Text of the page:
The New-England Boy's Song about Thanksgiving Day
Over the river, and through the wood,
to Grandfather's house we go;
the horse knows the way to carry the sleigh
through the white and drifted snow.
Over the river, and through the wood-
now Grandmothers cap I spy!
Hurrah for the fun! Is the pudding done?
Hurrah for the pumpkin pie!
PUMPKIN AND SQUASH PIE. For common family pumpkin pies, three eggs do very well to a quart of milk. Stew your pumpkin, and strain it through a sieve, or colander. Take out the seeds, and pare the pumpkin, or squash, before you stew it; but do not scrape the inside; the part nearest the seed is the sweetest part of the squash. Stir in the stewed pumpkin, till it is as thick as you can stir it round rapidly and easily. If you want to make your pie richer, make it thinner, and add another egg. One egg to a quart of milk makes very decent pies. Sweeten it to your taste, with molasses or sugar; some pumpkins require more sweetening than others. Two tea-spoonfuls of salt; two great spoonfuls of sifted cinnamon; one great spoonful of ginger. Ginger will answer very well alone for spice, if you use enough of it. The outside of a lemon grated in is nice. The more eggs, the better the pie; some put an egg to a gill of milk. They should bake from forty to fifty minutes, and even ten minutes longer, if very deep.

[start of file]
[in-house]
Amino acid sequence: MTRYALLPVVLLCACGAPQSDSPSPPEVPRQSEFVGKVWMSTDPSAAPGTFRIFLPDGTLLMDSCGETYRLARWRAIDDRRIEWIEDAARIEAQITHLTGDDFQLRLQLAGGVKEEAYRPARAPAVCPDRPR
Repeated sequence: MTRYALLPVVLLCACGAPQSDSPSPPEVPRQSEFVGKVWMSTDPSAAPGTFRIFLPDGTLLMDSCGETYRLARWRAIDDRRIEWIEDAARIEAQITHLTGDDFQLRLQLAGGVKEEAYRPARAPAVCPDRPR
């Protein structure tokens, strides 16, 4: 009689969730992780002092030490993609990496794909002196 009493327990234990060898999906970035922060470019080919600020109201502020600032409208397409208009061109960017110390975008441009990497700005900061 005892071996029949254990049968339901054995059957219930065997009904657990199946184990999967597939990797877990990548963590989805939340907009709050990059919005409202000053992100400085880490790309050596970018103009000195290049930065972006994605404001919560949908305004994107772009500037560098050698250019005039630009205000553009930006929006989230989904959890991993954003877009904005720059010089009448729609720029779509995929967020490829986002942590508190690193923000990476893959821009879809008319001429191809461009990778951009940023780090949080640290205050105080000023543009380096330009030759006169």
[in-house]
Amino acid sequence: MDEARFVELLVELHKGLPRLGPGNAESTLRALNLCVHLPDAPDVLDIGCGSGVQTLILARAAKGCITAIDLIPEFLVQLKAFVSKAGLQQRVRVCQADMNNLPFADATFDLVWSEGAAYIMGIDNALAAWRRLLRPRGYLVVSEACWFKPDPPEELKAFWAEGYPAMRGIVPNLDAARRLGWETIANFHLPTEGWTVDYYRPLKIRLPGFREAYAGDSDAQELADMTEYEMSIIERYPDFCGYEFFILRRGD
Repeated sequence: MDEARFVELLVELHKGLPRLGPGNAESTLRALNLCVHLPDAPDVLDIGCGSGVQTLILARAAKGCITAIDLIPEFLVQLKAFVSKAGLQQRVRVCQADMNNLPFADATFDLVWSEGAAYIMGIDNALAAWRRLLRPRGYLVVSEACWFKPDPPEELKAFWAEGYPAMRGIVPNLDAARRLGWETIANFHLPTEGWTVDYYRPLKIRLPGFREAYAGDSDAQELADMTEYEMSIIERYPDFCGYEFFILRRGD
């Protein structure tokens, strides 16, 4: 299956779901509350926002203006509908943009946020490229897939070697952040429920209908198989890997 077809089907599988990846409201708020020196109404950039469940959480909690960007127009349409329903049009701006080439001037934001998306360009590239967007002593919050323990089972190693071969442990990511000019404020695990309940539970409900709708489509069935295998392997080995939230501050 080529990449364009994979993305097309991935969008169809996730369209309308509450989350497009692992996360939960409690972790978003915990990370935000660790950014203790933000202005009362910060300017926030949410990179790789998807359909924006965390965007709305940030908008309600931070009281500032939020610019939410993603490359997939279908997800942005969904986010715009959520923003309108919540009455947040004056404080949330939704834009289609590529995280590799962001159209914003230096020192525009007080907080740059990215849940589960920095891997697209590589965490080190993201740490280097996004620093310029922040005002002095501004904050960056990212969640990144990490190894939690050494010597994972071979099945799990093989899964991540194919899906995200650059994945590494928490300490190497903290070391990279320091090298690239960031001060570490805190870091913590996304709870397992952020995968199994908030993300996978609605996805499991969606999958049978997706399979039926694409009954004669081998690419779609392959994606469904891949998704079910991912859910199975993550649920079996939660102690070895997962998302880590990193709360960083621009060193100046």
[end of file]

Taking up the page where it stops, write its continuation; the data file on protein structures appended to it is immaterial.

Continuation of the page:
The American Frugal Housewife.
For the recipe from The Frugal Housewife see Pumpkin Pie.